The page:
Date: February 27, 1950
Creator: Thompson, S.G.; Street, K.,Jr.; Ghiorso, A. & Seaborg, G.T.
Partner: UNT Libraries Government Documents Department

THE NEW ELEMENT CALIFORNIUM (ATOMIC NUMBER 98)

Description: Definite identification has been made of an isotope of the element with atomic number 98 through the irradiation of Cm{sup 242} with about 35-Mev helium ions in the Berkeley Crocker Laboratory 60-inch cyclotron. The isotope which has been identified has an observed half-life of about 45 minutes and is thought to have the mass number 244. The observed mode of decay of 98{sup 244} is through the emission of alpha-particles, with energy of about 7.1 Mev, which agrees with predictions. Other considerations involving the systematics of radioactivity in this region indicate that it should also be unstable toward decay by electron capture. The chemical separation and identification of the new element was accomplished through the use of ion exchange adsorption methods employing the resin Dowex-50. The element 98 isotope appears in the eka-dysprosium position on elution curves containing berkelium and curium as reference points--that is, it precedes berkelium and curium off the column in like manner that dysprosium precedes terbium and gadolinium. The experiments so far have revealed only the tripositive oxidation state of eka-dysprosium character and suggest either that higher oxidation states are not stable in aqueous solutions or that the rates of oxidation are slow. The successful identification of so small an amount of an isotope of element 98 was possible only through having made accurate predictions of the chemical and radioactive properties.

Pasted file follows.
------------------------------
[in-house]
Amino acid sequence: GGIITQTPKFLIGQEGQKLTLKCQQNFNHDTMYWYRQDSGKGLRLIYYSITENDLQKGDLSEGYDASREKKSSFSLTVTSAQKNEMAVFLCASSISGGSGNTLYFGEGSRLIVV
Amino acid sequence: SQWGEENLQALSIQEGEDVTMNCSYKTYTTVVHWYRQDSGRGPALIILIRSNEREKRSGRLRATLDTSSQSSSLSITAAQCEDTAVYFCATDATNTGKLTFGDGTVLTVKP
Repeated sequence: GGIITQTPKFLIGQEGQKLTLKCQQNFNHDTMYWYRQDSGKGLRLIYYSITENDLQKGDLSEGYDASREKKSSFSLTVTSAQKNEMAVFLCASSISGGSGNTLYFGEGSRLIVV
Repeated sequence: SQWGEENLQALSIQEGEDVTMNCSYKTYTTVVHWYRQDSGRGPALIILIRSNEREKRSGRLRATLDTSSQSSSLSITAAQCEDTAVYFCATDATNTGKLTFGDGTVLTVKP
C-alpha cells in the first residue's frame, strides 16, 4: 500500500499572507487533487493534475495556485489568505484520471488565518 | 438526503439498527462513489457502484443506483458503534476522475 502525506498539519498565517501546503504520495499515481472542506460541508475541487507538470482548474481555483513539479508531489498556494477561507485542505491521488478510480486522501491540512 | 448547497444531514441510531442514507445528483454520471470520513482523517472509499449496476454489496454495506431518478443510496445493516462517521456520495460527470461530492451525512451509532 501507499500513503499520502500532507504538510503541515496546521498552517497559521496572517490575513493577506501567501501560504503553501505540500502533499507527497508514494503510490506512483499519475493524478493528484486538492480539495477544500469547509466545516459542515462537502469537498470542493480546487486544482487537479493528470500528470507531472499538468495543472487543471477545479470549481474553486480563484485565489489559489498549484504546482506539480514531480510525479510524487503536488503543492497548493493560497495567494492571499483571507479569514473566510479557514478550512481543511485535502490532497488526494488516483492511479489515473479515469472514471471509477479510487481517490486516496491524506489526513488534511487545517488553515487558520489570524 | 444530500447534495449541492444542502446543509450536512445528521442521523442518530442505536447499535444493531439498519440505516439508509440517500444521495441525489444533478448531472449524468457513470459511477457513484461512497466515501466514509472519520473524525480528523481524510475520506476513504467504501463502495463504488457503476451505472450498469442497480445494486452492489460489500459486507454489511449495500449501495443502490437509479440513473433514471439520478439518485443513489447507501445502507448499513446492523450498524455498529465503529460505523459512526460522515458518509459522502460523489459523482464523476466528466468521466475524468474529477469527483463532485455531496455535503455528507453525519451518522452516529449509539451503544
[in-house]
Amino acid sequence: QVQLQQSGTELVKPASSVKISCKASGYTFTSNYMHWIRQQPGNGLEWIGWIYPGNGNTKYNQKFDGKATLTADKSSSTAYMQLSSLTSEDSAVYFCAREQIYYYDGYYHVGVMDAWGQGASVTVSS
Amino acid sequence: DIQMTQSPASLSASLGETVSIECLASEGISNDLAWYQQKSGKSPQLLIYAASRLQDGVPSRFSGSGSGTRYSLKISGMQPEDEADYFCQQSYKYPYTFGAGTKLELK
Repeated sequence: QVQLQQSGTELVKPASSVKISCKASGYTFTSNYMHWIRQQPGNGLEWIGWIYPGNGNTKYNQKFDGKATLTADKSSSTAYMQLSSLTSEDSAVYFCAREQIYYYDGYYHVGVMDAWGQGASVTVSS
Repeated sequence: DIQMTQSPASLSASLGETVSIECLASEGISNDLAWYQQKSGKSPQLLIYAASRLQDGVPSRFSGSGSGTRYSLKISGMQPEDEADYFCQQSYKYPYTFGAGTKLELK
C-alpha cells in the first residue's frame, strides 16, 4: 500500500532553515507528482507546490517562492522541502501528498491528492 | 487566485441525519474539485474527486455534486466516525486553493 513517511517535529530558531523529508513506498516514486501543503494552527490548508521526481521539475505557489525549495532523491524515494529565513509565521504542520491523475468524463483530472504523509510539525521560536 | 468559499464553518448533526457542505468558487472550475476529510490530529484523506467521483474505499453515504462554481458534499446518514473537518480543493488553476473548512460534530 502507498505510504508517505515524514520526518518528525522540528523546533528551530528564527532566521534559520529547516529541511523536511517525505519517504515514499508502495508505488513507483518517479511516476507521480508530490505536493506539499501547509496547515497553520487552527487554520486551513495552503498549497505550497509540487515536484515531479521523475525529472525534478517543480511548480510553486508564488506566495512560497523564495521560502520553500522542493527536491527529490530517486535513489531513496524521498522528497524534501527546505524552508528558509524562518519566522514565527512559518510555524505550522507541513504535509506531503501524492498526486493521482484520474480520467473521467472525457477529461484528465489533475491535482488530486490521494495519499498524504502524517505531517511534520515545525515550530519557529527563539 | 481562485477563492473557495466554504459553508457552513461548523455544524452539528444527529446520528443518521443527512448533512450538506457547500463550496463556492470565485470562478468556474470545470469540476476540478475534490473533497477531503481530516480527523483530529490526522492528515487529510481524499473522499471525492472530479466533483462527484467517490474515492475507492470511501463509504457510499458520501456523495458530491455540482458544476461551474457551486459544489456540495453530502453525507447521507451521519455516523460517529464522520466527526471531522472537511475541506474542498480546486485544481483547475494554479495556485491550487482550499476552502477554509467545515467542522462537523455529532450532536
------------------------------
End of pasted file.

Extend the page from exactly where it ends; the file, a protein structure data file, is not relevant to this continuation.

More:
Date: June 19, 1950
Creator: Thompson, S.G.; Street, K.,Jr.; Ghiorso, A. & Seaborg, G.T.
Partner: UNT Libraries Government Documents Department

Proton-Proton Scattering at 340 MeV

Description: Measurements of the proton-proton differential scattering cross section using 340 Mev protons show a cross section approximately constant between 41{sup o} and 90{sup o} in the center of mass system. Two methods of counting the scattered protons have been used. The first method uses a counter telescope to count the scattered protons. The second method utilizes coincidences between counters which record the two protons involved in a single scattering process. The first method gives slightly higher cross sections; the average value of the differential cross section is (5.5 {+-} 1.0) x 10{sup -27} cm{sup 2} steradian{sup -1} in the center of mass system. Although the scattering appears isotropic it is larger than can be accounted for with pure S-scattering. There is a strong suggestion, but no positive proof, that n-p and p-p forces are different.